(or Non-Evidence Based Dogma!)
The ongoing saga of senior Government figures discussing the consequence of the pandemic continued last week with the Prime Minister arguing that working from home really is a matter of endless coffee breaks and being “distracted by cheese”! They may have a point, they themselves may easily be distracted by cheese, or indeed wine.
Whatever their reasons, there has never been a simple answer to whether it is best to work from the office or home
In general, most studies have shown that homeworking is predominantly a benefit, with increases in productivity, job satisfaction and worklife balance. A study carried out a few years ago of 16,000 workers found that their productivity had increased by 13% due to working from home. This particular study followed call centre staff who had a quieter, more convenient working environment at home, allowing more calls per minute and fewer breaks or sick days. The same study saw staff retention improve by 50%.
Other studies show that some tasks may be performed better in an office environment, but these are mainly “boring, repetitive tasks” which allow for easy distraction within the home environment. The same study reported that productivity improved at home when the task was more creative; with fewer constraints “interesting” work was completed quicker.
As technology has improved and the rapid forced transition to hybrid or homeworking caused by the pandemic more recent studies show a mixed picture with some businesses having decreased productivity (22.5%) and others having improved (32.5%).
CNN reported that a massive 94% of employers surveyed by Mercer, the HR and workplace benefits organisation said that company productivity had increased or stayed the same. Drilling down further this can be split to 67% saying it remained the same and 27% saying it had improved. This added to the additional benefits of improved employee experience and being able to approach an expanded talent pool.
Clearly then, working from home can offer benefits for some employees and businesses alike. And this is how it should be examined for your business, certainly the non evidence-based approach from Messrs. Johnson, Rees-Mogg et al should be taken with a massive pinch of salt. There may well be instances where working from home could be less efficient if office-based data or collaboration is not possible remotely but as with most business practice, full analysis and empirical data should be the driver. This is echoed in Lynda Gratton’s book “Redesigning Work – How to transform you organisation and make hybrid work for everyone”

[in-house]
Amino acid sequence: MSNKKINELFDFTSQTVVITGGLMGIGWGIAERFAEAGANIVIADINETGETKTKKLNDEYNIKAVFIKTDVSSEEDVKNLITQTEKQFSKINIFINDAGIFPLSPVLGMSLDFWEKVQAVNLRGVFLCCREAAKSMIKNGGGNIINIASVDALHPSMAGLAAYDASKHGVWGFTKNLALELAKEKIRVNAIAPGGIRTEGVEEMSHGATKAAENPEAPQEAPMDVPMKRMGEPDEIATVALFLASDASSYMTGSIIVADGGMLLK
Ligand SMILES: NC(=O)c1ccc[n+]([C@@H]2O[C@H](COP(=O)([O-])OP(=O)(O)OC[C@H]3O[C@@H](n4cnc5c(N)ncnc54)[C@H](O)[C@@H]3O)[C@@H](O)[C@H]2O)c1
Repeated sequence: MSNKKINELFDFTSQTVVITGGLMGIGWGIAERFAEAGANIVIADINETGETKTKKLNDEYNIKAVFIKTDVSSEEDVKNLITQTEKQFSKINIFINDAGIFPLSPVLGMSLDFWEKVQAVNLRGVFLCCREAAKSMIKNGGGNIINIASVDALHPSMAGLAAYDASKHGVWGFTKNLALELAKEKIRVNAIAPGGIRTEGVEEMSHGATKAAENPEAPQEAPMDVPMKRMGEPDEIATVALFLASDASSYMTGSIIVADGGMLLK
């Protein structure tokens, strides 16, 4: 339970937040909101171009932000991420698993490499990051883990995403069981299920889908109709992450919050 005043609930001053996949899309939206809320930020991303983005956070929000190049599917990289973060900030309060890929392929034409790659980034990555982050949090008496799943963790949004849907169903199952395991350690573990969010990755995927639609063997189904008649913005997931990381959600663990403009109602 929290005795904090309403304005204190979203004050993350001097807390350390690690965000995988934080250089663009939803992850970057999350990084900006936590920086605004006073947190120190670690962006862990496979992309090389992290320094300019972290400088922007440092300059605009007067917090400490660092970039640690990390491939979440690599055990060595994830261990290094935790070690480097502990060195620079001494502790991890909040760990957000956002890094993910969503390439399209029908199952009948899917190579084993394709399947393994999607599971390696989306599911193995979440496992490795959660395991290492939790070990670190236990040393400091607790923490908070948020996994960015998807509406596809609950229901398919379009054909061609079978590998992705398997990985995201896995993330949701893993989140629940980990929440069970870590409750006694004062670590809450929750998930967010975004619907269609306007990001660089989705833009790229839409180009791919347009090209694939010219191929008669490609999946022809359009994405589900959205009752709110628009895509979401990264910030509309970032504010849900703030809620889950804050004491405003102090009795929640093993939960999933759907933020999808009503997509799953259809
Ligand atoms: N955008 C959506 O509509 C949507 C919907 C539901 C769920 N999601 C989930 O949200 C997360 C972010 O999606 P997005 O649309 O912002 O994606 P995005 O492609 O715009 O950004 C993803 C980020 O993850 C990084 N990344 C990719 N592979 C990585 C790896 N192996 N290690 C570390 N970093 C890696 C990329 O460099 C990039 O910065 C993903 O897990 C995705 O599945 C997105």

Essentially this is nothing new but simply an extension of designing ways of working in a demand responsive organisation, with the emphasis on where work happens.
This is basically as it says on the tin structuring your business and systems around the demands of your organisation with the ability to match predictable and, to a degree, unpredictable changes.
These demands come from many sources, the basic ones being customers and the external market outside the organisation, operational employees, and the internal company market. These may lead to implicit time or seasonally predictable patterns but also include employee preferences and requirements as well as availability of resource, whether human or machine or goods. Some of these, such as job satisfaction, may not be as quantifiable and now may also include place of work. Business requirements for cost outlay and profit to be made must also be considered.
Probable future demands must also be considered – will they be the same as current demands? How much are they likely to differ? What will this change mean to organisational structures and plans? Can this be matched through current flexibilities, or do we have to plan changes in the road ahead to get there? Undoubtedly, as the pandemic has shown us, not everything can be predicted and planned for, but a good deal of it can and if we take what we do know or expect into account then the path getting there will be smoother.
This isn’t rocket science but is often ignored as business slowly grow and develop organically rather than strategically. Attendance patterns and places of work remain the same with additions to account for growth resulting in ineffective and costly ways of working. So, the current and expected future demands must be examined, meshed together, and reinforce each other
So, “work” may no longer be a place but the actions performed!
And, wherever your employees are based whether at home, on site or elsewhere the Crown Workforce Management system gives you the power to manage your workforce more flexibly and efficiently than ever before. Our secure mobile app supports remote and hybrid workers and on-site workers in exactly the same way.
Meanwhile, our consultants will be with you every step of the way as you reshape your company’s working arrangements, align flexibilities and plan for the future.
We are highly experienced in doing this to help our clients get better control over workforce costs and build on this partnership with their employees. We help businesses to: